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Kate Losse was a grad school refugee when she joined Facebook as employee #51 in 2005. Hired to answer user questions such as “What is a poke?” and “Why can’t I access my ex-girlfriend’s profile?” her early days at the company were characterized by a sense of camaraderie, promise, and ambition: Here was a group of scrappy young upstarts on a mission to rock Silicon Valley and change the world. Over time, this sense of mission became so intense that working for Facebook felt like more than just a job; it implied a wholehearted dedication to “the cause.” Employees were incentivized to live within one mile of the office, summers were spent carousing at the company pool house, and female employees were told to wear T-shirts with founder Mark Zuckerberg’s profile picture on his birthday. Losse started to wonder what this new medium meant for real-life relationships: Would Facebook improve our social interactions? Or would we all just adapt our behavior to the habits and rules of these brilliant but socially awkward Internet savants who have become today’s youngest power players? Increasingly skeptical, Losse graduated from customer service to the internationalization team—tasked with rolling out Facebook to the rest of the world— finally landing a seat right outside Zuckerberg’s office as his personal ghostwriter, the voice of the boy king. This book takes us for the first time into the heart of this fast-growing information empire, inviting us to high-level meetings with Zuckerberg; lifting the veil on long nights of relentless hacking and trolling; taking us behind the scenes of raucous company parties; and introducing us to the personalities, values, and secret ambitions of the floppy-haired boy wonders who are redefining the way we live, love, and work. By revealing here what’s really driving both the business and the culture of the social network, Losse answers the biggest question of all: What kind of world is Facebook trying to build, and is it the world we want to live in? *** “Logging on to Facebook that first day, in retrospect, was the second, and to date the last, time that any technology has captured my imagination. The first was when Apple advertised the first laptop, the PowerBook, in the 1990s—with the words, ‘What’s on your PowerBook?’ “‘World domination,’ my teenaged self- answered instinctively. That’s what these devices were made for, I thought: so small and yet so powerful, so capable of linking quickly to and between everything else in the world. From the laptop, I could write and distribute information faster than ever before. It was intoxicating to imagine, and Facebook’s sudden, faithful rendering in 2004 of the physical world into the virtual felt the same. What could you do, now that you could see and connect to everyone and everything, instantly? “But what, also, could be diminished by such quick access? In the realm of ideas, it seemed easy: Who wouldn’t want to distribute and discuss ideas widely? However, in the realm of the personal, it seemed more complicated. What was the benefit of doing everything in public? Is information itself neutral, or do different types of information have different values, different levels of expectation of privacy, different implications for distribution and consumption? Should all information be shared equally quickly and without regard to my relationship to it? And, finally, and most important, as we ask whenever we begin a new relationship with anything, would this be good for me?” -- From the Introduction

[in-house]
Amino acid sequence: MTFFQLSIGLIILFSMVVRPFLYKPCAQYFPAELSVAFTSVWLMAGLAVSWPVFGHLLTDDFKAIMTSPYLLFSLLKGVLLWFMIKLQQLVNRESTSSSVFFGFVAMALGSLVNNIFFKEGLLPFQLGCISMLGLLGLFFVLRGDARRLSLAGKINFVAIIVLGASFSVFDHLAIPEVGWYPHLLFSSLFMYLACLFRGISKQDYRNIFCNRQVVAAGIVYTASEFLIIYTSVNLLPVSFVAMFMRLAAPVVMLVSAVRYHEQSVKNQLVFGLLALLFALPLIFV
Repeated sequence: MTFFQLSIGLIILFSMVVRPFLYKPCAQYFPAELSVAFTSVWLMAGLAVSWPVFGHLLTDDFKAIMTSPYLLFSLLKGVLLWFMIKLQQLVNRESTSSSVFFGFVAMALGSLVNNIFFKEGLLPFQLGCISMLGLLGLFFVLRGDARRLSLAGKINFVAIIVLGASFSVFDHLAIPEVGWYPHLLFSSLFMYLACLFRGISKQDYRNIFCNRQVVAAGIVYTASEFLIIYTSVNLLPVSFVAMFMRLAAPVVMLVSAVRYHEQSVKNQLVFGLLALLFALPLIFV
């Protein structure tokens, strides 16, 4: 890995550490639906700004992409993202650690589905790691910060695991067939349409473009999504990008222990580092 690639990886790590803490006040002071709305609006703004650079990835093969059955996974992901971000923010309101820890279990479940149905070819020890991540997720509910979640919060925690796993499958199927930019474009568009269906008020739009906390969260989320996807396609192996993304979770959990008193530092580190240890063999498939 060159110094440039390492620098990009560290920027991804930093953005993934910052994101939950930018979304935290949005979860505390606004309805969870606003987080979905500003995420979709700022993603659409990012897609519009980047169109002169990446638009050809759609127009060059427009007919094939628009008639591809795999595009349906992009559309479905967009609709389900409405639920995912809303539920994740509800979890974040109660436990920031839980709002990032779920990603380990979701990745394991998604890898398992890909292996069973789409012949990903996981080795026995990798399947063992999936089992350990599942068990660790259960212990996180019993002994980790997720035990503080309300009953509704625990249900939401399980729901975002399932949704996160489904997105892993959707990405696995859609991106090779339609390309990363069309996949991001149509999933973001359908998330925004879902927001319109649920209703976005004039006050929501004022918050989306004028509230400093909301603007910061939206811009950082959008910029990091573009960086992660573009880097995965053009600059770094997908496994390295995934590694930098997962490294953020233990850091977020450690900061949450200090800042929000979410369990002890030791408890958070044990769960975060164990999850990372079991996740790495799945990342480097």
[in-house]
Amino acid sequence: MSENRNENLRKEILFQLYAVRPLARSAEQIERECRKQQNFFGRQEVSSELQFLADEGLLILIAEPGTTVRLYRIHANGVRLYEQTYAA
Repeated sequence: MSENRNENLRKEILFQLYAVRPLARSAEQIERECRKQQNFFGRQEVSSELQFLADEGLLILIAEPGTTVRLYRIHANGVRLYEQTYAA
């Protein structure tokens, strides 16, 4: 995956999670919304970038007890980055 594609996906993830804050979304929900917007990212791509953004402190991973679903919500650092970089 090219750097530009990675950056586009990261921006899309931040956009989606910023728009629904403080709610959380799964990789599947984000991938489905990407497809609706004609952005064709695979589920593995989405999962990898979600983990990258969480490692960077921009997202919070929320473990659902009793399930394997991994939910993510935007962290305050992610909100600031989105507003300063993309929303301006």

It S Complicated